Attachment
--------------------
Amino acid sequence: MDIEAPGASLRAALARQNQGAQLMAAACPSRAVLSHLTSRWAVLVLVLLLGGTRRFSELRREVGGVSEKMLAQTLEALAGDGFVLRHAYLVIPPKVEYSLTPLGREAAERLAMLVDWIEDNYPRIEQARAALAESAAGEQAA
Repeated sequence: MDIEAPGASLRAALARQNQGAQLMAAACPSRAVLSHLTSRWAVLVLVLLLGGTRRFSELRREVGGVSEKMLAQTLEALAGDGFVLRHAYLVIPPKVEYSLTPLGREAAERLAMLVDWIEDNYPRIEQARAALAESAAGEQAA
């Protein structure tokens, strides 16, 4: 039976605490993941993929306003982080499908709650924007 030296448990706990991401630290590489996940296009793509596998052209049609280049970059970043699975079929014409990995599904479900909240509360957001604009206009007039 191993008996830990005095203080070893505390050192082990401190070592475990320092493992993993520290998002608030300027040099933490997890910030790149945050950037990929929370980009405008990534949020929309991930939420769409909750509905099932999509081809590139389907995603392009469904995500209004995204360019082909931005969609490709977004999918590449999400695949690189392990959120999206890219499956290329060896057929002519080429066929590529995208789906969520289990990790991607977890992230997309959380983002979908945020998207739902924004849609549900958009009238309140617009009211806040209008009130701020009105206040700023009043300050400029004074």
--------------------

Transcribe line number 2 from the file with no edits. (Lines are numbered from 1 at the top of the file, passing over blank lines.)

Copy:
Repeated sequence: MDIEAPGASLRAALARQNQGAQLMAAACPSRAVLSHLTSRWAVLVLVLLLGGTRRFSELRREVGGVSEKMLAQTLEALAGDGFVLRHAYLVIPPKVEYSLTPLGREAAERLAMLVDWIEDNYPRIEQARAALAESAAGEQAA